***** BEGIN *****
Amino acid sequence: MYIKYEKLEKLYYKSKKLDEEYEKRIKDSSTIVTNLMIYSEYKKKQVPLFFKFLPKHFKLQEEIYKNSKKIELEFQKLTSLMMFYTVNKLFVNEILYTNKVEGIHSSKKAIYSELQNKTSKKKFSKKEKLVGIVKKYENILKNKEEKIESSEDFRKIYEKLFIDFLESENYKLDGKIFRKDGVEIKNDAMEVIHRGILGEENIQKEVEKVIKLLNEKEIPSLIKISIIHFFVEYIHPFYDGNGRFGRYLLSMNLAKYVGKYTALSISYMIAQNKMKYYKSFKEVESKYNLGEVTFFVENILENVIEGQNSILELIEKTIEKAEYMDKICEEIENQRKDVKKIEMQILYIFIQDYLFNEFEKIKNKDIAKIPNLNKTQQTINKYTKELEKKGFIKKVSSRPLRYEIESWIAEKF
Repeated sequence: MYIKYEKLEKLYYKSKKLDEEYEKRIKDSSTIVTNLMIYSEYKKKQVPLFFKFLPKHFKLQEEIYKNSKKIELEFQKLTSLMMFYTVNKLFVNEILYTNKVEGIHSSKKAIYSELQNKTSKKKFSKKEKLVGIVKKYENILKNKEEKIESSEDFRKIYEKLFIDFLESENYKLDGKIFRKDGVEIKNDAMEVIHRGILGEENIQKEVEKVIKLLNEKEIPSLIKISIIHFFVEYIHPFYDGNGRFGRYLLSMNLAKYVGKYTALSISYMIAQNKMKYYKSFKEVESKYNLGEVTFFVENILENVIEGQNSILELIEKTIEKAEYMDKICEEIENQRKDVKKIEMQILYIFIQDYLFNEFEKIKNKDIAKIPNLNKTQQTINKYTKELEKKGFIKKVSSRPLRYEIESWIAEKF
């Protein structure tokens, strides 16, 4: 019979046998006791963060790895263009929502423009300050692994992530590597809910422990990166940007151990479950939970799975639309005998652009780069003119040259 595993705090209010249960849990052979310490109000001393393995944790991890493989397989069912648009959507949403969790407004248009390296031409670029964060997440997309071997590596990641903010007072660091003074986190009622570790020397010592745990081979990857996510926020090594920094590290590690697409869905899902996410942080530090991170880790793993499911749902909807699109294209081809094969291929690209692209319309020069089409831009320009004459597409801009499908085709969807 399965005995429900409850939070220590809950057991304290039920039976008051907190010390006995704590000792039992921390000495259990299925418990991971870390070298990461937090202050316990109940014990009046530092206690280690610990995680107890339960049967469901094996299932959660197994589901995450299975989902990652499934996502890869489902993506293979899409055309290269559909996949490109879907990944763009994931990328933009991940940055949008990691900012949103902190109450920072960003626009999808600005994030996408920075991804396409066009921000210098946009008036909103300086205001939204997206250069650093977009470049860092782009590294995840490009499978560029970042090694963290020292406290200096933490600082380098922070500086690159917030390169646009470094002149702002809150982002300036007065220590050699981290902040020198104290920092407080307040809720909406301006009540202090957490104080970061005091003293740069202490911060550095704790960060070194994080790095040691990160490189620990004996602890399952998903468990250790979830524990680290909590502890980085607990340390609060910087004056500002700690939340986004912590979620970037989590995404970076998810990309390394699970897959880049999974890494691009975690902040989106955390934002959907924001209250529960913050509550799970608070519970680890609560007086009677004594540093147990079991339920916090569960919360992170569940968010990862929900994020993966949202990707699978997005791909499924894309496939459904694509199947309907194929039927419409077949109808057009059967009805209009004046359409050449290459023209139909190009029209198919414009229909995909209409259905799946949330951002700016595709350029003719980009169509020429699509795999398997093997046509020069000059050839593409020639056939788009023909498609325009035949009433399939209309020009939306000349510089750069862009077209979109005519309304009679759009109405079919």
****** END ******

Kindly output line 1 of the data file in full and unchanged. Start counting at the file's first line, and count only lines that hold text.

Amino acid sequence: MYIKYEKLEKLYYKSKKLDEEYEKRIKDSSTIVTNLMIYSEYKKKQVPLFFKFLPKHFKLQEEIYKNSKKIELEFQKLTSLMMFYTVNKLFVNEILYTNKVEGIHSSKKAIYSELQNKTSKKKFSKKEKLVGIVKKYENILKNKEEKIESSEDFRKIYEKLFIDFLESENYKLDGKIFRKDGVEIKNDAMEVIHRGILGEENIQKEVEKVIKLLNEKEIPSLIKISIIHFFVEYIHPFYDGNGRFGRYLLSMNLAKYVGKYTALSISYMIAQNKMKYYKSFKEVESKYNLGEVTFFVENILENVIEGQNSILELIEKTIEKAEYMDKICEEIENQRKDVKKIEMQILYIFIQDYLFNEFEKIKNKDIAKIPNLNKTQQTINKYTKELEKKGFIKKVSSRPLRYEIESWIAEKF